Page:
Last Saturday, the Smart Museum of Art held the Yours Truly Letter Writing Workshop, inspired by the museum’s current exhibit, “Your Pal, Cliff: Selections from the H.C. Westermann Study Collection.” Drawn from the museum’s permanent collection, the exhibit contains over 800 letters Westermann wrote to others in addition to about 1000 letters the sculptor and printmaker collected and received over his lifetime. Jennifer Adams, a professor at DePauw University in Indiana, gave an enthusiastic lecture entitled “The Materiality and Lost Art of Letter Writing” about the history and function of letter writing. Before a small gathering of mostly middle-aged women, Adams presented information drawn from her dissertation on the same subject, which incorporated theory from critics such as Barthes, de Beauvoir, and Bakhtin. Contributing to the alleged debate, Adams claimed that letters might be perceived “as art objects in addition to their place as personal documents.” She drew attention to a few documents in order to examine “elemental pieces” of letters, such as the stationery or the individual’s handwriting, that may reveal the care or hastiness that the author applied to the piece.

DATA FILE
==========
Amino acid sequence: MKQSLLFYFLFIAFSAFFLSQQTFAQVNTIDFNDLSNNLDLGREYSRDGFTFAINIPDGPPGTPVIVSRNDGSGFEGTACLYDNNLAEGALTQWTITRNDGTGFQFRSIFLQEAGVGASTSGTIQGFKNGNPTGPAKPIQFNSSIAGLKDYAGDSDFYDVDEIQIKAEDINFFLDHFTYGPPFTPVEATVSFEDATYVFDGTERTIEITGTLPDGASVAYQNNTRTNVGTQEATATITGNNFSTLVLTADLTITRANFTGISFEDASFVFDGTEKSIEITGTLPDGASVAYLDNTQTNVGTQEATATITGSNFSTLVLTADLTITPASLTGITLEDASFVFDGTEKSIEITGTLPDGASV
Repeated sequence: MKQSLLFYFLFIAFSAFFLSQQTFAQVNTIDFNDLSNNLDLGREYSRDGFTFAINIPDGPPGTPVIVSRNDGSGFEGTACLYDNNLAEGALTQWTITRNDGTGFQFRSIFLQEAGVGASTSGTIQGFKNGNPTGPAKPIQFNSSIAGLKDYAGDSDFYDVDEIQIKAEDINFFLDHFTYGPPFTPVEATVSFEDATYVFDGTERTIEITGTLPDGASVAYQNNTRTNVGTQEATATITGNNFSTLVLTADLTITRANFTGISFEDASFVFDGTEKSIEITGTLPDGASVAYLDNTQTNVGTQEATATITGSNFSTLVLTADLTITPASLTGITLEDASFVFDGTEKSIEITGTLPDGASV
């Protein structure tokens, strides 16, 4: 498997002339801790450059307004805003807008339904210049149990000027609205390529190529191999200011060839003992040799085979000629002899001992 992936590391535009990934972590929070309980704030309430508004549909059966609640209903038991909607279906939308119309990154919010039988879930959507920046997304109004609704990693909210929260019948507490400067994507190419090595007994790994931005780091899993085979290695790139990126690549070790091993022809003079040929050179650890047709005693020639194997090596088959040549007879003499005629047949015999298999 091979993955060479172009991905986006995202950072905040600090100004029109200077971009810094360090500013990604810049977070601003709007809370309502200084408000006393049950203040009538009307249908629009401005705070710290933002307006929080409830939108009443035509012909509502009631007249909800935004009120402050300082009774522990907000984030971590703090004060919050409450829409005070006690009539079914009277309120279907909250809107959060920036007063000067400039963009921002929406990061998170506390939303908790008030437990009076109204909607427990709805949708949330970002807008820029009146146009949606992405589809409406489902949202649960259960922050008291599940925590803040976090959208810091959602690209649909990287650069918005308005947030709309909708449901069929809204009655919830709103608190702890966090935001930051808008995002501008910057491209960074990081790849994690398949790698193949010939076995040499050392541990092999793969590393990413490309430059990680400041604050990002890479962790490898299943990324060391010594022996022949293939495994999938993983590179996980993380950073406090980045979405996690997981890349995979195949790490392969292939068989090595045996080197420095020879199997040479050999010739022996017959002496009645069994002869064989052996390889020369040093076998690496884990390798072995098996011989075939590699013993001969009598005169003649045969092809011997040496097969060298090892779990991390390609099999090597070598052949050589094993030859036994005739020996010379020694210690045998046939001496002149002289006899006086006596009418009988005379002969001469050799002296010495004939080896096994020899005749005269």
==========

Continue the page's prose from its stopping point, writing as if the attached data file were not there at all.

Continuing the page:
The question weighing on everyone’s mind was how these significant principles translated (or didn’t) in emails and text messages. While Adams’ presentation was not a formal comparison between the status of letters of the past with the rise of technology, she acknowledged the concern. Adams believes that the foremost distinction “between texting or email and letter writing” pertains to objecthood. At the heart of this concern is the threat that the content of our message is influenced by the form we use to convey it–in this case, as an object or “virtual.” Thus the nature of the workshop was partially sentimental–the listener was necessarily nostalgic for this bygone skill, and worried about the possibility that today’s replacement suffers considerably in quality.
The sobering message was followed by a letter writer’s fantasy buffet of materials to craft elaborate letters themselves. A long table packed with papers, stamps, markers, pencils, calligraphy tools, glues, and glitters beckoned attendees to resurrect this “lost art.”